Men's Water Polo Preview

The U.S. men’s water polo team qualified for the 2020 Olympic Games by merit of winning gold at the 2019 Pan American Games, and now it’s expected to bring one of the youngest teams in the world to Tokyo this summer.

Coming off a 10th-place finish at the Olympic Games Rio 2016, head coach Dejan Udovicic returns, along with team captain Jesse Smith, who is preparing for his USA Water Polo record-tying fifth Olympic Games. After Smith, however, no athlete on the U.S. team has taken part in more than one Olympic Games.

That doesn’t mean the U.S. lacks for quality experience, though. The national team has a core of players in some of the top professional leagues in Europe such as Alex Bowen, Luca Cupido and Alex Obert, all key members of Team USA since 2013. The U.S. also has an experienced Olympic head coach in Udovicic, who led his native Serbia to a bronze medal in 2012 before joining the U.S. program.

The men’s Olympic tournament consists of 12 teams with a group stage followed by a knockout round. Joining Team USA are host Japan, Serbia, Italy, Spain, Australia, South Africa, Hungary, Kazakhstan, Croatia, Greece and Montenegro. The U.S. will contest Group A against South Africa, Hungary, Greece, Japan and Italy. 

Updated on June 16, 2021. For more information, contact the sport press officer

• A variety of changes are at play in the Tokyo Games. Roster sizes have been trimmed down from 13 to 12 with an additional athlete expected to be allowed to substitute in prior to each match. Also, several new rules will make their Olympic debuts, including the six-meter line, increased penalty shot opportunities and “hockey” substitutions.

• After disappointing performances at the Rio Games (10th) and recent world championships (9th), the U.S. men have an opportunity to make some gains in Tokyo. A U.S. men’s water polo team hasn’t won a medal at the Games since taking silver in 2008, and hasn’t won a gold medal ever.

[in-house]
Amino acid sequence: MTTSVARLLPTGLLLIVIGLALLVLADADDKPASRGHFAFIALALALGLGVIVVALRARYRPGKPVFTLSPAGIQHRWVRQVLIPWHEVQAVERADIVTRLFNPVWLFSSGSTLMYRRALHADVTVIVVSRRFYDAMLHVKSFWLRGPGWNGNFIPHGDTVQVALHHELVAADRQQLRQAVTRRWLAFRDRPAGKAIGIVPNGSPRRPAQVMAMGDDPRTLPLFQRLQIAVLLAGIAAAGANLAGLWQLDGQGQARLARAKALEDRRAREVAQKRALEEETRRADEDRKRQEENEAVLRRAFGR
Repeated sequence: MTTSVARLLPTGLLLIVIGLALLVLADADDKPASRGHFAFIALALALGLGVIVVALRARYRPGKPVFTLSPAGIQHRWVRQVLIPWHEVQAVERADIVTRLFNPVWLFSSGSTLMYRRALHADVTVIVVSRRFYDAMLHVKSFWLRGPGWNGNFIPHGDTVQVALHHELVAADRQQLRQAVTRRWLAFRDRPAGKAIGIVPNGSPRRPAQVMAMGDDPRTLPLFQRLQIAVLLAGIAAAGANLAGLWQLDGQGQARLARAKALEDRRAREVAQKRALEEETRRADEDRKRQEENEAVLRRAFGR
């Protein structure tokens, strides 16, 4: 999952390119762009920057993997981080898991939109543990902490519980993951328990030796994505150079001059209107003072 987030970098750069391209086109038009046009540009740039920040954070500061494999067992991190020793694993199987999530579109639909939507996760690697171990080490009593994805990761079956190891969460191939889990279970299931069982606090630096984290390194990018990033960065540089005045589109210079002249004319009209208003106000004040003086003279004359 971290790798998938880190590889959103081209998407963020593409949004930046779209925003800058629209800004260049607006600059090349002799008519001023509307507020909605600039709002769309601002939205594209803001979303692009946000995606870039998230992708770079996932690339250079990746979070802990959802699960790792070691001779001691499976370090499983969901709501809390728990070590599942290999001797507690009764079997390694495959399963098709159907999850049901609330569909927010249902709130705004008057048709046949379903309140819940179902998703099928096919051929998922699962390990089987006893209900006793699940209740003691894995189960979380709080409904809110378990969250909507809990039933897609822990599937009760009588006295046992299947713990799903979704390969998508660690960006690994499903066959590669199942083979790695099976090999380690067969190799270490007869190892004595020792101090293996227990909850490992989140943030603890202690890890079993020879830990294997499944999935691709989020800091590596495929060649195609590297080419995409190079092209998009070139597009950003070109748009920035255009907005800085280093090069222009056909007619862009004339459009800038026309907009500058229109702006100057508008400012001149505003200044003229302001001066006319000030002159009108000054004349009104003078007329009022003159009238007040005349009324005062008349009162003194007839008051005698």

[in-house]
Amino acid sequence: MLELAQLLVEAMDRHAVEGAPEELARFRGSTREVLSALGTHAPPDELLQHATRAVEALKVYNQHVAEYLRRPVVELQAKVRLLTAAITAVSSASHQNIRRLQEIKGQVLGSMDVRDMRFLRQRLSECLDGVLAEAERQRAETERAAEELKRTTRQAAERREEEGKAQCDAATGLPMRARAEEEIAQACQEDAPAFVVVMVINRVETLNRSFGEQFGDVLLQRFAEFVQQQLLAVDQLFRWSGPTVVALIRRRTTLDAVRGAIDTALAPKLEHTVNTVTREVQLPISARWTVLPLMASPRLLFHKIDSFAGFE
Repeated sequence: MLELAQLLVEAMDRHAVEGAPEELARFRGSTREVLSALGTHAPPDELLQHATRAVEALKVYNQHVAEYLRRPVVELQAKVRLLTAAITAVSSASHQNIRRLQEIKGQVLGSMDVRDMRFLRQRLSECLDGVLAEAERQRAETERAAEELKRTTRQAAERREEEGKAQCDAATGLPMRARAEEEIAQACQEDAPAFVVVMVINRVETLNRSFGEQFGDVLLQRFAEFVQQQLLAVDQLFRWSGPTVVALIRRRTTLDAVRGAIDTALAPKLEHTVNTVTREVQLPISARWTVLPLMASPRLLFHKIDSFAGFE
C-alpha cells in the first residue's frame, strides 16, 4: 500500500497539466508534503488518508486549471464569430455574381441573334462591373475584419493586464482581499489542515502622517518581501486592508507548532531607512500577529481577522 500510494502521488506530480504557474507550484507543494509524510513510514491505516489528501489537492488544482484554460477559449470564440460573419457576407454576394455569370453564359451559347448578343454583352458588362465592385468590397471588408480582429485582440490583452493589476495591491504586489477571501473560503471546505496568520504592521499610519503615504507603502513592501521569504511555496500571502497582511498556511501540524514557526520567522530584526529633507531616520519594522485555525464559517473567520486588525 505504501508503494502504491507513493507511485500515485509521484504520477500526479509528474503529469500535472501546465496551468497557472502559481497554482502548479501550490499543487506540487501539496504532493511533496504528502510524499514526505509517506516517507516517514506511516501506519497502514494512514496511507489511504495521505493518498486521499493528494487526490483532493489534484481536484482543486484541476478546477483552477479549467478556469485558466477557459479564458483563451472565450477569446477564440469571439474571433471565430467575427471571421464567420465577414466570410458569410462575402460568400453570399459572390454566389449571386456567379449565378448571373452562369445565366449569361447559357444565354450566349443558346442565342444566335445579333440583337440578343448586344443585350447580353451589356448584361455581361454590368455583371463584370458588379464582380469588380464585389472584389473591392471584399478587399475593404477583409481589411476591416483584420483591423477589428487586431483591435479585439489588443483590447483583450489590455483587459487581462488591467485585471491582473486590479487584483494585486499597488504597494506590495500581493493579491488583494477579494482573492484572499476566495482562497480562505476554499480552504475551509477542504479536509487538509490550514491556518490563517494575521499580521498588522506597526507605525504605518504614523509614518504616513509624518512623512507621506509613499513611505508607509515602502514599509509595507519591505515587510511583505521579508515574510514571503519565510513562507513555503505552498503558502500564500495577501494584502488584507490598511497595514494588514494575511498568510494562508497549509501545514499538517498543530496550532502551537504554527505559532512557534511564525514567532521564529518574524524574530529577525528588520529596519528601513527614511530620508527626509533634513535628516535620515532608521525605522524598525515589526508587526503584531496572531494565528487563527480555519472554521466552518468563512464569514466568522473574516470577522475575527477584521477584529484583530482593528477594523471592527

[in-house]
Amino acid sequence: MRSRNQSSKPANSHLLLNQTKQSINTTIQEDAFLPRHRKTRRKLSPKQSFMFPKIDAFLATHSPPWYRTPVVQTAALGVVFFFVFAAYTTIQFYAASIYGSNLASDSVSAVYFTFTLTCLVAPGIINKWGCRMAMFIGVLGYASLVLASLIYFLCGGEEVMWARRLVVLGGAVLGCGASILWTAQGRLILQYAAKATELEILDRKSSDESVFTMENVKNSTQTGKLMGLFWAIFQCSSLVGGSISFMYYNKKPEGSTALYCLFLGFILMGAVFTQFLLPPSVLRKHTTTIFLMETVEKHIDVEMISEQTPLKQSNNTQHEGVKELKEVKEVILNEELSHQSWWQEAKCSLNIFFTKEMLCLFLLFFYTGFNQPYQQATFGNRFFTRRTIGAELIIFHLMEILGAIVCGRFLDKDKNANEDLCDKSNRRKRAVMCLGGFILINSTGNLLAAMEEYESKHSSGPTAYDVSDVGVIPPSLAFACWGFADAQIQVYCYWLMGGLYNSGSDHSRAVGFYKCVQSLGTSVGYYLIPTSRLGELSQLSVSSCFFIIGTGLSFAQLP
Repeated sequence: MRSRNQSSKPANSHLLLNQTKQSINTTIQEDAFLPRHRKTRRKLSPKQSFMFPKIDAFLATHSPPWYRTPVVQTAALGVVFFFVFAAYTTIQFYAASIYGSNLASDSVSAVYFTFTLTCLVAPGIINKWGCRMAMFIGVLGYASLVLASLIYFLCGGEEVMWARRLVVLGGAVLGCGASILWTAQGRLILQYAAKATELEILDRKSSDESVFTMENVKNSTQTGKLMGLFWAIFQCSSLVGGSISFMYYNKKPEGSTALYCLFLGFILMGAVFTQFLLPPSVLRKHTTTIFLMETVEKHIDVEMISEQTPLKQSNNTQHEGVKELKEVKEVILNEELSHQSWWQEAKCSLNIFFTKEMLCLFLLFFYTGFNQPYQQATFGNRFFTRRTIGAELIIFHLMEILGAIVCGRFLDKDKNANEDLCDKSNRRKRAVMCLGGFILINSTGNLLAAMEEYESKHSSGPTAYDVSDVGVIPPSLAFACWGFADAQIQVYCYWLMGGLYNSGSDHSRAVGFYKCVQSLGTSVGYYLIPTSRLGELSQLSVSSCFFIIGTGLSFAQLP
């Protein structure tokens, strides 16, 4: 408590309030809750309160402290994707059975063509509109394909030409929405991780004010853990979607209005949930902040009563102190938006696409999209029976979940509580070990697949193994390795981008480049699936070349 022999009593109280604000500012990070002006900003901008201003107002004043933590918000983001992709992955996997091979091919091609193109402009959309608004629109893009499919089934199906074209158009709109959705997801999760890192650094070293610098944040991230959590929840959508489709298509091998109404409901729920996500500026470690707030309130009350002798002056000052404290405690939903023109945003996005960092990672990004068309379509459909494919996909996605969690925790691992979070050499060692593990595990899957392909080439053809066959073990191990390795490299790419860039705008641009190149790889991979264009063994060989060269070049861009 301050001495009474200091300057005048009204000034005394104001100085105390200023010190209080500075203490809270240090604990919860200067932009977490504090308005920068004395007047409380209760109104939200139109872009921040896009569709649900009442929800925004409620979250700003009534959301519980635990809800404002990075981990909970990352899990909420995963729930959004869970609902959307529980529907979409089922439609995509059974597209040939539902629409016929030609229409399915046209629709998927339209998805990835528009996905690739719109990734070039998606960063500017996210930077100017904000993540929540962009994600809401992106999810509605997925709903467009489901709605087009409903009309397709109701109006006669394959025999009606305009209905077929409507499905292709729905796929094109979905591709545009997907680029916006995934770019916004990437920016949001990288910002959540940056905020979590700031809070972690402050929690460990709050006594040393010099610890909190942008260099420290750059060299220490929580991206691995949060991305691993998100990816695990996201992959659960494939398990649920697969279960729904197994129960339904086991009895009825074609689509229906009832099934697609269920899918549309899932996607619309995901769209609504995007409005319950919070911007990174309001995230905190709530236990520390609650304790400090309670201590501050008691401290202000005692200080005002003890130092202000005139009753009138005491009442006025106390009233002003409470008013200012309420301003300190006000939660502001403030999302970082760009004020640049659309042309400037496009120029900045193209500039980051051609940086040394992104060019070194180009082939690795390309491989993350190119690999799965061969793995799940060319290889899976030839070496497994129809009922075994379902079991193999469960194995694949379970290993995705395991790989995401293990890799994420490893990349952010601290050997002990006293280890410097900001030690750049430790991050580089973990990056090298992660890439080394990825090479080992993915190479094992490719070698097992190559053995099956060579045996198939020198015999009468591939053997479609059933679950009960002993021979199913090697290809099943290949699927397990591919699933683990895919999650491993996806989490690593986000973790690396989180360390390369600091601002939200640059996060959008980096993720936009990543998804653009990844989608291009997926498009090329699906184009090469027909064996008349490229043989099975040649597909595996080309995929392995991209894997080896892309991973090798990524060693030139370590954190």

• Longtime U.S. captain Jesse Smith will look to add to his legacy as one of the most reliable players for Team USA. A father of four and a four-time Olympian, Smith is aiming for a USA Water Polo record-tying fifth Olympic Games. Smith has long been considered one of the best defenders in the world and has played for top clubs around the globe.


• One of the top scorers for Team USA, Alex Bowen has been playing professionally in Europe since 2016, most recently with Apollon in Greece. Bowen, 27,  scored more than 200 goals at Stanford University and was named a First Team All-American all four years. Bowen made his Olympic debut in 2016 and won two Pan American Games gold medals with Team USA in 2015 and 2019. 

• Hannes Daube is one of the youngest members of the team at 21, and plays for Olympiacos in Greece, one of the powerhouses of men’s pro water polo.  Daube won an NCAA championship at the University of Southern California and was named a First Team All-American during his freshman season as a Trojan.

• Formerly of the Italian national team, Luca Cupido made his Olympic debut with Team USA in 2016. Cupido, 25, was a four-time All-American at Cal and led the Golden Bears to a 2016 NCAA title. A high scorer, Cupido is known on the U.S. team for scoring buzzer-beating goals. 

• Johnny Hooper has been known as a scorer since his days at Cal when he scored 245 career goals. Hooper, who turned 24 on June 24, led Team USA in goals with 24 at the 2019 Pan American Games.  Tokyo would be a special Olympic stop for Hooper who is half Japanese on his mother’s side and has made multiple visits to Japan in the past. He has his mother’s name tattooed in Japanese on his rib cage. 

• Ben Hallock, 23, is a center from Stanford University who made his Olympic debut in 2016, fresh out of high school. He won the Cutino Award in 2018 and 2019 as the top player in the collegiate game, and was a two-time All-American.  Now playing for Pro Recco in Italy, Hallock and Pro Recco won the 2021 LEN Champions League title as the top team in Europe.

• July 25, 2021: U.S. vs. Japan (Group A)
• July 27, 2021: U.S. vs. South Africa (Group A)
• July 29, 2021: U.S. vs. Italy (Group A)
• July 31, 2021: U.S. vs. Hungary (Group A)
• August 2, 2021: U.S. vs. Greece (Group A)
• August 4, 2021: Knockout stage begins
• August 8, 2021: Bronze- and gold-medal games